Franklin Relic Hall - 1937
The building was constructed of timber cut by Civilian Conservation Corps (CCC). The CCC, a federal relief program of the 1930ís provided work and vocational training for unemployed single young men. The CCC built roads, bridges and buildings and completed forestry projects on public lands. The Franklin Relic Hall is a landmark in the community and a tribute to Franklinís earliest settlers.
Franklin resident Elliott Butterworth was the force behind the preservation of relics in the community. Butterworth emigrated from England at age 16 and lived in Franklin from 1869 to 1912 where he operated a general store. During that time, he collected and assembled more than a thousand items of memorabilia related to Franklinís pioneer past, which he donated to the town of Franklin.
The Idaho Pioneer Association at the first Idaho Day celebration in 1910. In 1923, this group purchased the FCMI store to display the artifacts collected by Elliott Butterworth. When the collection outgrew the building, the group led an effort for construction of a new relic hall.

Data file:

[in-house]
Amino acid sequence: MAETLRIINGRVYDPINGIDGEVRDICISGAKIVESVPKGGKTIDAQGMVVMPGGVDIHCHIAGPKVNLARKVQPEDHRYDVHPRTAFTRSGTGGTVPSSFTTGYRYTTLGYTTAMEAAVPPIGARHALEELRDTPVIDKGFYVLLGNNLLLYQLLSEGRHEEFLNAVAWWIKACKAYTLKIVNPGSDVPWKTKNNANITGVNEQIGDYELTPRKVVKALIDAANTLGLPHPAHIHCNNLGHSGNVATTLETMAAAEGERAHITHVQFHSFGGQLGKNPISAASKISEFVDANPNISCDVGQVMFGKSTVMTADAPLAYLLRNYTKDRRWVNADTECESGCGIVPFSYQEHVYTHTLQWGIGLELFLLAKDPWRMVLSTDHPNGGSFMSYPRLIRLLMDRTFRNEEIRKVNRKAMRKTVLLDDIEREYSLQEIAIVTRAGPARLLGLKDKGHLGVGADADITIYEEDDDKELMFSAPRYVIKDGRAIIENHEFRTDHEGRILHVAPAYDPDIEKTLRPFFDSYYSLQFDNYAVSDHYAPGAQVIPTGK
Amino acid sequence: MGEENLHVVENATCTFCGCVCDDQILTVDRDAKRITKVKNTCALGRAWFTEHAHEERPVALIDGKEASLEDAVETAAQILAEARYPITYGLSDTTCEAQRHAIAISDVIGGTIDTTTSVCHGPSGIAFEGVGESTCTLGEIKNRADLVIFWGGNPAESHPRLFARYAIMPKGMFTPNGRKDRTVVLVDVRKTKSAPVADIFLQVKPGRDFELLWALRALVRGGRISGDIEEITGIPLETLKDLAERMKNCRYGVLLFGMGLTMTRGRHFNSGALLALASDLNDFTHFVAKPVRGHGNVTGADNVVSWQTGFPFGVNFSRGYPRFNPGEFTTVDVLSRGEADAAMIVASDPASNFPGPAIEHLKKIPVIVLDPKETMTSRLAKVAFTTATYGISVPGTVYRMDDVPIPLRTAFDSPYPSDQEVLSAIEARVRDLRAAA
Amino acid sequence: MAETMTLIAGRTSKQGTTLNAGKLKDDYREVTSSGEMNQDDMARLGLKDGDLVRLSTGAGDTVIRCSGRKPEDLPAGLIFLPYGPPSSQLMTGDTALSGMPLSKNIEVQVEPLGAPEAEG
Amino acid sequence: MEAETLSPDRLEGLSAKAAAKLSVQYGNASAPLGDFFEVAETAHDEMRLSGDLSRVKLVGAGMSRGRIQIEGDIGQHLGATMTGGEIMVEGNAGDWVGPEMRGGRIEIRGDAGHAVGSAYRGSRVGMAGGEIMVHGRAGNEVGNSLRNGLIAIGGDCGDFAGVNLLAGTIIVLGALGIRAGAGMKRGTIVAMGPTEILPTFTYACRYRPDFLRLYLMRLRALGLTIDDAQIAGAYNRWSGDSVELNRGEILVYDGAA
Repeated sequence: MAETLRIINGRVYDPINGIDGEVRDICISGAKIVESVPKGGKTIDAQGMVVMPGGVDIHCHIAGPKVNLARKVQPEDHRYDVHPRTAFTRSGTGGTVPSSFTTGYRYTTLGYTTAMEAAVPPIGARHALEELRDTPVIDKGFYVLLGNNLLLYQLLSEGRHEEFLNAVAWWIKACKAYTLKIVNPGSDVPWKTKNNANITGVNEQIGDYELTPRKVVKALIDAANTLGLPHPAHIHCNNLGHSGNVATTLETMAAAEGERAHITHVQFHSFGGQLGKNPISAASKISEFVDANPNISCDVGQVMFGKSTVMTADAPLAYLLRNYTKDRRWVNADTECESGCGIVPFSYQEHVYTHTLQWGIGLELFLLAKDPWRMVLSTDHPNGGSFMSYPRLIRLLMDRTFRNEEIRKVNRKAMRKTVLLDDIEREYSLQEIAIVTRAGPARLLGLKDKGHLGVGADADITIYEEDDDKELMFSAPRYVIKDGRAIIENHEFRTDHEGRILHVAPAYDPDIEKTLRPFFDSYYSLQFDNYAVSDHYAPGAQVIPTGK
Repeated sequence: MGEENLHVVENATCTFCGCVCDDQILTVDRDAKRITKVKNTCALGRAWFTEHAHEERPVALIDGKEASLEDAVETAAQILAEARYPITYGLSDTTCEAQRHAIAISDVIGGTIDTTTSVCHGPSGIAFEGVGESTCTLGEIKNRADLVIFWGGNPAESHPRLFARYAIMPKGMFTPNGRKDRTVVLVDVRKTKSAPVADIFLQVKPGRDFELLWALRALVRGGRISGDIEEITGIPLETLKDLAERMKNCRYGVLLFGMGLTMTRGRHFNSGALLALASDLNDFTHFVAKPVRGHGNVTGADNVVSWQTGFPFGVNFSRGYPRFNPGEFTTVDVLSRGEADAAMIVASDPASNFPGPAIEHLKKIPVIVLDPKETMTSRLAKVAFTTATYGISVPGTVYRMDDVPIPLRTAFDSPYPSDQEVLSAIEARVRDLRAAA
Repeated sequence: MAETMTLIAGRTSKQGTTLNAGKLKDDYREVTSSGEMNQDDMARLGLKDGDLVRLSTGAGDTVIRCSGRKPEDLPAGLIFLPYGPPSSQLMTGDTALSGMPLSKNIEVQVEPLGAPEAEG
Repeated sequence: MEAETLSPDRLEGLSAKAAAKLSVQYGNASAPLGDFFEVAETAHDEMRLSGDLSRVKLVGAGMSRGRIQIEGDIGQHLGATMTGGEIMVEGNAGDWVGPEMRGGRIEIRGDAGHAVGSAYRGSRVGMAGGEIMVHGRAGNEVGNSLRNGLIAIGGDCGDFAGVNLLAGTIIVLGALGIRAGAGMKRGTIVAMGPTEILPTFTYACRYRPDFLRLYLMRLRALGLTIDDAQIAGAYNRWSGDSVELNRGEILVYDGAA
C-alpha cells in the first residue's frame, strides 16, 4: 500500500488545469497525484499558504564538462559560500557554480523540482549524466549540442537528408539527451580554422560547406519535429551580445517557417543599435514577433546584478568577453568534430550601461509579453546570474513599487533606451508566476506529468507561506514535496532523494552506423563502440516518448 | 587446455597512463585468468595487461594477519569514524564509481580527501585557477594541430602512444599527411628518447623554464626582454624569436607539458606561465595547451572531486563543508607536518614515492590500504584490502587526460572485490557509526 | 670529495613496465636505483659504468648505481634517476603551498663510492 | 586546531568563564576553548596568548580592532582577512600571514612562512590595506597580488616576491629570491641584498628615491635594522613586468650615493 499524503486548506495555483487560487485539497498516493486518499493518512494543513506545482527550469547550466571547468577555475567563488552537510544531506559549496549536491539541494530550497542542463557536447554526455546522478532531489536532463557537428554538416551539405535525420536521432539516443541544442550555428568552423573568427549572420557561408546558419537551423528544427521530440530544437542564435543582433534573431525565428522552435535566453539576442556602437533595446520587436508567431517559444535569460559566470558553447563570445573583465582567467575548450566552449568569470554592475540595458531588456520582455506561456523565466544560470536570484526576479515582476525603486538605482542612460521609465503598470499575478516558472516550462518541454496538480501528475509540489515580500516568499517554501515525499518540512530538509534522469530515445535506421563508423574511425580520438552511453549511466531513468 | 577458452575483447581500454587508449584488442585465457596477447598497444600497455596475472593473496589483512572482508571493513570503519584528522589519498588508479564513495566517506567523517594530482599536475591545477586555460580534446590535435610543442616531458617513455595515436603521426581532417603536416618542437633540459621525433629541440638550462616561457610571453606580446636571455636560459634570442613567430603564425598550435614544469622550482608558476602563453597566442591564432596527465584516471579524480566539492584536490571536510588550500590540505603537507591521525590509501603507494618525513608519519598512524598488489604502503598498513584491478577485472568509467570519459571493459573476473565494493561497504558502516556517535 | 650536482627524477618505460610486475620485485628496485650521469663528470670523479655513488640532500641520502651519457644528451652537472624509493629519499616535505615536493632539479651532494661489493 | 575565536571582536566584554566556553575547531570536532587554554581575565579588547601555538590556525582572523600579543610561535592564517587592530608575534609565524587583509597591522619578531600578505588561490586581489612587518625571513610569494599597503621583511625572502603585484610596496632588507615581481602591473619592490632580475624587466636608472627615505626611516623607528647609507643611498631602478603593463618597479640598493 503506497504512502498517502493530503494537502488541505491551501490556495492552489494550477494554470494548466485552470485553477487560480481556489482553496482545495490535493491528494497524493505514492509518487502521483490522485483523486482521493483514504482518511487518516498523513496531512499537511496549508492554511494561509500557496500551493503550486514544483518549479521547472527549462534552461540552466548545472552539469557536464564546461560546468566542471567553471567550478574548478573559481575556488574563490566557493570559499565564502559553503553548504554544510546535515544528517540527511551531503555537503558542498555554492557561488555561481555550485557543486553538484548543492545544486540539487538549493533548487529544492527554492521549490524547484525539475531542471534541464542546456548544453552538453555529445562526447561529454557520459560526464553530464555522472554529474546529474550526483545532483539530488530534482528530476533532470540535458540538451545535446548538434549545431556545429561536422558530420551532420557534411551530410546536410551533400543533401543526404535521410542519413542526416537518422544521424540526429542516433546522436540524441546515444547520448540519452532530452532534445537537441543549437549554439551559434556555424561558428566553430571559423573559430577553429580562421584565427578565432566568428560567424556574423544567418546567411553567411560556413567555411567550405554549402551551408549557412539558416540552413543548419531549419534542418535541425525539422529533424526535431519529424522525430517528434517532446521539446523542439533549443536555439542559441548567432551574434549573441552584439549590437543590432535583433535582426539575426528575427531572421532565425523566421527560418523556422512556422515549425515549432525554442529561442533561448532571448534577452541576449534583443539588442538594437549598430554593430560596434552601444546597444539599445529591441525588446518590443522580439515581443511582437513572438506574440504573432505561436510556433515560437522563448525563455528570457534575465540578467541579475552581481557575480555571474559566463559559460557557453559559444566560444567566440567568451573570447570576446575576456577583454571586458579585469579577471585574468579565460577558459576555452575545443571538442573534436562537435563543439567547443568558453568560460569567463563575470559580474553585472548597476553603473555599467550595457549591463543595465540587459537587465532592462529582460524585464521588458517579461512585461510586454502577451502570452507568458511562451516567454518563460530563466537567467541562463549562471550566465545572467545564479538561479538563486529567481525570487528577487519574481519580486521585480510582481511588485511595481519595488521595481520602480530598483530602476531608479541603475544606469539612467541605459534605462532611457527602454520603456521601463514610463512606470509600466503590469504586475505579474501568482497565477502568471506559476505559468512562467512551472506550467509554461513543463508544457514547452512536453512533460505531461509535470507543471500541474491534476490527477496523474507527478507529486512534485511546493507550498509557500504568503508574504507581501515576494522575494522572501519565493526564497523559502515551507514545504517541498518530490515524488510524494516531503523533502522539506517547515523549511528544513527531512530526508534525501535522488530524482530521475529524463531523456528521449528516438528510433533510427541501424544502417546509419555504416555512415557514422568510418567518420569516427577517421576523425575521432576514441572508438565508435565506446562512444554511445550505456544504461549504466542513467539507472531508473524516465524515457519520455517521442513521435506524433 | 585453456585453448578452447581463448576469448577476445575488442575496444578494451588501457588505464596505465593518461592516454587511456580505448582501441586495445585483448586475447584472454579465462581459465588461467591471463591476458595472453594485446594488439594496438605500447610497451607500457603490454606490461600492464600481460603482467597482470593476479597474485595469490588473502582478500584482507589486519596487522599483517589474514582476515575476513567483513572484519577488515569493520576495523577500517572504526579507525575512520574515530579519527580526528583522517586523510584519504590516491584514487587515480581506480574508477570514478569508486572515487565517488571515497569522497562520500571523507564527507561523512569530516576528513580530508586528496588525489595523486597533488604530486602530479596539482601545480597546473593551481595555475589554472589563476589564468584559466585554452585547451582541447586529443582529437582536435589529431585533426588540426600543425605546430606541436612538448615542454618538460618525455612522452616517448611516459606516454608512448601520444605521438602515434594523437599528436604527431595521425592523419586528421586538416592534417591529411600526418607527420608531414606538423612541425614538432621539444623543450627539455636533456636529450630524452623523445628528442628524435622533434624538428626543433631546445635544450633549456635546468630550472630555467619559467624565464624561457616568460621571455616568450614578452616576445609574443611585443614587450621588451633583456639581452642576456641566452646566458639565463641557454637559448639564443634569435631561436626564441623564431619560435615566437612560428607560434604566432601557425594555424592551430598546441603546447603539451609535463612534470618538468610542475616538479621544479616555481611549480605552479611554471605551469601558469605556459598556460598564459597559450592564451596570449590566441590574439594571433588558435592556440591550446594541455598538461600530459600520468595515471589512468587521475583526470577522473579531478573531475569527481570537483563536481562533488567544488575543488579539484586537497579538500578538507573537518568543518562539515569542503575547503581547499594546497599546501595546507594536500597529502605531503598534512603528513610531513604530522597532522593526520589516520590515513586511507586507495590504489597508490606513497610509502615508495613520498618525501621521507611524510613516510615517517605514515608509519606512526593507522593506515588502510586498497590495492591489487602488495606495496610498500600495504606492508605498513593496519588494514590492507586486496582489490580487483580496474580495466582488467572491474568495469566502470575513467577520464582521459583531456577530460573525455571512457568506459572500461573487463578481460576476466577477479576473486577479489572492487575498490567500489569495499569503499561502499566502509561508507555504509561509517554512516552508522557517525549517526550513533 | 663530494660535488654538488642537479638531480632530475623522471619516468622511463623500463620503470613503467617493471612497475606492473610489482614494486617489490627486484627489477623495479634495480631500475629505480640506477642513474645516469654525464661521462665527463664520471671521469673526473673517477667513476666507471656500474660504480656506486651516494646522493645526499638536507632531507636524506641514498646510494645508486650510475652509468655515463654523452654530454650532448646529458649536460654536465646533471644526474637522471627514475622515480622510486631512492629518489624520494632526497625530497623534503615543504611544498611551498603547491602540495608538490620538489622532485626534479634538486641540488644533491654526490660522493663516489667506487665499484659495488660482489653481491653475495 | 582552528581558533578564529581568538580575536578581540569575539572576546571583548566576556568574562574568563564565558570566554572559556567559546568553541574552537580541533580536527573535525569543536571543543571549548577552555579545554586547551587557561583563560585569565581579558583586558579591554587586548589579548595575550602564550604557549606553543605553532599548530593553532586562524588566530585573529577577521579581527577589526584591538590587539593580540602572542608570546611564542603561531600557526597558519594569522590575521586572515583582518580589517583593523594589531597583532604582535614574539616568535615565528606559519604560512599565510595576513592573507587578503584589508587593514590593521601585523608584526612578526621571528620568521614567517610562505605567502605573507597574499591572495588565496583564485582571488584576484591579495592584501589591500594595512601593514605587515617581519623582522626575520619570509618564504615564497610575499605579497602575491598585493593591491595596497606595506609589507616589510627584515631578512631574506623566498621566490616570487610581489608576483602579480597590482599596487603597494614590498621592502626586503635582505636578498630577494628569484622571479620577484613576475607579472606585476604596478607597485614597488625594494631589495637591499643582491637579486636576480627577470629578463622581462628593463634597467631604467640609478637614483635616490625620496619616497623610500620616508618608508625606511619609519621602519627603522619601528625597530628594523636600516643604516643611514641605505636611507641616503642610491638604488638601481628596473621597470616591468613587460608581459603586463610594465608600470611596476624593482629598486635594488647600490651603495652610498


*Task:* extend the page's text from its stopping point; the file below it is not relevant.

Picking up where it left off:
Erected 1937 by Idaho State Historical Society.
Marker series. This marker is included in the Civilian Conservation Corps marker series.
Location. 42° 1.033′ N, 111° 48.05′ W. Marker is in Franklin, Idaho, in Franklin County. Marker is on E. Main Street just east of 1st Street. Touch for map. Marker is in this post office area: Franklin ID 83237, United States of America.
Other nearby markers. At least 5 other markers are within 13 miles of this marker, measured as the crow flies. FCMI Store 1858 (a few steps from this marker); S. Milton and Alba C. Webb House (approx. 6.8 miles away in Utah); Pioneer Ferry and Bridge (approx. 9.2 miles away); Bear River Massacre (approx. 10.2 miles away); In Memory of Ira Elias Merrill (approx. 12.6 miles away in Utah).
Categories. • Notable Buildings • Settlements & Settlers •
Credits. This page was last revised on June 16, 2016. This page originally submitted on July 10, 2011, by Vincent Cascio of Logan, Utah. This page has been viewed 452 times since then and 42 times this year. Photos: 1, 2, 3. submitted on July 10, 2011, by Vincent Cascio of Logan, Utah. • Bill Pfingsten was the editor who published this page.